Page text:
If it's not a good test now (which your take on the data suggests that it isn't as a test with too many people scoring highly is not a good discriminator at the pass / fail boundary) this is even more reason for not bunging a load of public money hurriedly at changing the test to something that may not be any better .... these things require time and thought from people who know about them, not a hasty political decision.
In Kent for 2012 entry 76 children scored 418, 98 scored 419, and 589 scored the maximum 420.
For 2013 entry (with an increased maximum of 423 - i.e. 3 x 141) 880 scored over 420 for 2013, including over 660 on the full 423.

Out of a secondary transfer cohort of about 15000 that's over 4% scoring at 141 - whereas statistically it should be about 0.32%. A big difference. Standardising against the cohort, rather than a theoretical whole population would give more granularity to the results - whether or not they were to change test provider.

From some figures posted here recently:
Quote:
VR - 141 (raw score 64 out of 80 correct)
NVR - 141 (raw score 50 out of 72 correct)
it looks like there are a big range of raw scores which can all give the same outcome. Whatever the other pros and cons, that's one thing which would certainly change with CEM tests.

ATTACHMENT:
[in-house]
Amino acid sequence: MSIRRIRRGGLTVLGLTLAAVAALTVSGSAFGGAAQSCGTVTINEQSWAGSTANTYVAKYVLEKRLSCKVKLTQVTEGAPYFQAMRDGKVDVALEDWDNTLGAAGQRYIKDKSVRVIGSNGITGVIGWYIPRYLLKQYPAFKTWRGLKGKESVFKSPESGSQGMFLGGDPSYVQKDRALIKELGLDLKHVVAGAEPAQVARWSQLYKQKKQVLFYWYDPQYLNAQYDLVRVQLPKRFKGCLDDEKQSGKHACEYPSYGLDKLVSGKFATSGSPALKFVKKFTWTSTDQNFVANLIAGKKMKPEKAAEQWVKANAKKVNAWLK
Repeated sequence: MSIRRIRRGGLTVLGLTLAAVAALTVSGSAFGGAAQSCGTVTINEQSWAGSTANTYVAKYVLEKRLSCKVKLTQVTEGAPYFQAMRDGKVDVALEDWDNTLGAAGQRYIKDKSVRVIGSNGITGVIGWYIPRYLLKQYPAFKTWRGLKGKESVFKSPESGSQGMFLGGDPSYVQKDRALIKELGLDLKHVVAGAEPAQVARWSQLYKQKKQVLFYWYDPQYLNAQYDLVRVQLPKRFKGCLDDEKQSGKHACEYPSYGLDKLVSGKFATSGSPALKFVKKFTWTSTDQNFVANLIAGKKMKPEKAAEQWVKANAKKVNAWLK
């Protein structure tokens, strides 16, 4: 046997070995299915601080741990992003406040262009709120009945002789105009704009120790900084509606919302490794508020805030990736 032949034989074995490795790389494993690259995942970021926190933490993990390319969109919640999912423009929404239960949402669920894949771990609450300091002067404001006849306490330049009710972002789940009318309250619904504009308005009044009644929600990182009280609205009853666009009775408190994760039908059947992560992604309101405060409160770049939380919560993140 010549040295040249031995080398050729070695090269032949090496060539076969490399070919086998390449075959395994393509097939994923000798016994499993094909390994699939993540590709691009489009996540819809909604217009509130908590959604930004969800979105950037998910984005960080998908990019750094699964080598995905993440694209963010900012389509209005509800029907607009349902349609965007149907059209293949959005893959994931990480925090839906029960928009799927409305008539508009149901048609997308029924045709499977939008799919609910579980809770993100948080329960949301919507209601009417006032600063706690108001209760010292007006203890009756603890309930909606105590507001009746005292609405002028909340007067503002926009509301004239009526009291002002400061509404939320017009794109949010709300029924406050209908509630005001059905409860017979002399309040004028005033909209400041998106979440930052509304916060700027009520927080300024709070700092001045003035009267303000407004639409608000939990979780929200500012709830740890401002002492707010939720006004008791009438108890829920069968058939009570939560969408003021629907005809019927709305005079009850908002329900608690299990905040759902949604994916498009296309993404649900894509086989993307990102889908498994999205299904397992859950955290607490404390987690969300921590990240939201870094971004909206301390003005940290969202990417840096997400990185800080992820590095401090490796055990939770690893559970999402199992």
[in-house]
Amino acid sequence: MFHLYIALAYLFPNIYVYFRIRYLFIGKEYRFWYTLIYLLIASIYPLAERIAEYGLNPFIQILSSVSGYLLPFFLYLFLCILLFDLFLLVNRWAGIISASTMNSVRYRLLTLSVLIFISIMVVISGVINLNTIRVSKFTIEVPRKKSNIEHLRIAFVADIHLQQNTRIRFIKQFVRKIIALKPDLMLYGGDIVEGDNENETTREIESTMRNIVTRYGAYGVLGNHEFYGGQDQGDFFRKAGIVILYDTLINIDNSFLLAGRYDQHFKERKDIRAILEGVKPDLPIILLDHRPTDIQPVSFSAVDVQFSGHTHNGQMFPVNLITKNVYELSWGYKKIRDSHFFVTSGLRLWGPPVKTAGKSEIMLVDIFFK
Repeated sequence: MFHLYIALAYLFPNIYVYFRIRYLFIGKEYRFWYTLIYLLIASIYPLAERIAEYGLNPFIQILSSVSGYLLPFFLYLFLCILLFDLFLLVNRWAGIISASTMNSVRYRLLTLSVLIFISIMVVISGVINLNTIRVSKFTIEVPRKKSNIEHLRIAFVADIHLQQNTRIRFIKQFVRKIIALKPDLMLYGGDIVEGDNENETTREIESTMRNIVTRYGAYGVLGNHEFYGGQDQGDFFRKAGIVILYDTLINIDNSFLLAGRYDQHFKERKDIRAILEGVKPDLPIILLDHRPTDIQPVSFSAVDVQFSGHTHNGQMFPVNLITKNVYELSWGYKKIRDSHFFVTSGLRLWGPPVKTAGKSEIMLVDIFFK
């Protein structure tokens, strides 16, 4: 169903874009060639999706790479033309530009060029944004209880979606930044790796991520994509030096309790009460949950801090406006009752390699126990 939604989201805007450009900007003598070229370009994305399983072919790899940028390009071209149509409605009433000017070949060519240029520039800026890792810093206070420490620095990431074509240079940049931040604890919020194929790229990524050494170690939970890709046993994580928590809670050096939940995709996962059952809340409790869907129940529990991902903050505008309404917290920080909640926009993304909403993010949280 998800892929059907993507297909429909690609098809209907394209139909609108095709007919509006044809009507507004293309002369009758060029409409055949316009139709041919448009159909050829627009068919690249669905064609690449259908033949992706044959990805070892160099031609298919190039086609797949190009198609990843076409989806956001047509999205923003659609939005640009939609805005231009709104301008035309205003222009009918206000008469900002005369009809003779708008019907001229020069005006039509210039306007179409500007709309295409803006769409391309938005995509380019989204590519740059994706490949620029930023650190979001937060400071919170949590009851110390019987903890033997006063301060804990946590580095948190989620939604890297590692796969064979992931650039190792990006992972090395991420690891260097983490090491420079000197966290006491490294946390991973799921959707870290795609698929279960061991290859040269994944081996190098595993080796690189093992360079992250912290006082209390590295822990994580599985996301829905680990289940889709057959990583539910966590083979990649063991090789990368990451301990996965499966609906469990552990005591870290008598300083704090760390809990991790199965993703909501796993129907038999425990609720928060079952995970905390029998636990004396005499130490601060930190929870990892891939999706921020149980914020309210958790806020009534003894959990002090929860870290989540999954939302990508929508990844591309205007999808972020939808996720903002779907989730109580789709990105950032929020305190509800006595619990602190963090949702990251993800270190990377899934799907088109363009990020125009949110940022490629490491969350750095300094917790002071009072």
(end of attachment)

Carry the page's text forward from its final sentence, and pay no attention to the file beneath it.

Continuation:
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PostPosted: Tue Mar 19, 2013 5:01 pm 
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But they haven't asked for that in the specification have they? And they haven't managed GL Assessment during the current contract to those levels if that was what was wanted?

The specification that you provided the link for is not really clear in what is wanted really is it? How can you then fairly judge what comes in if you haven't set out a broad approach to what you want in the first place?

This is a public procurement exercise not a piece of guesswork as to what would please some Kent councillors at the moment. What is the value of this contract roughly?


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PostPosted: Tue Mar 19, 2013 6:30 pm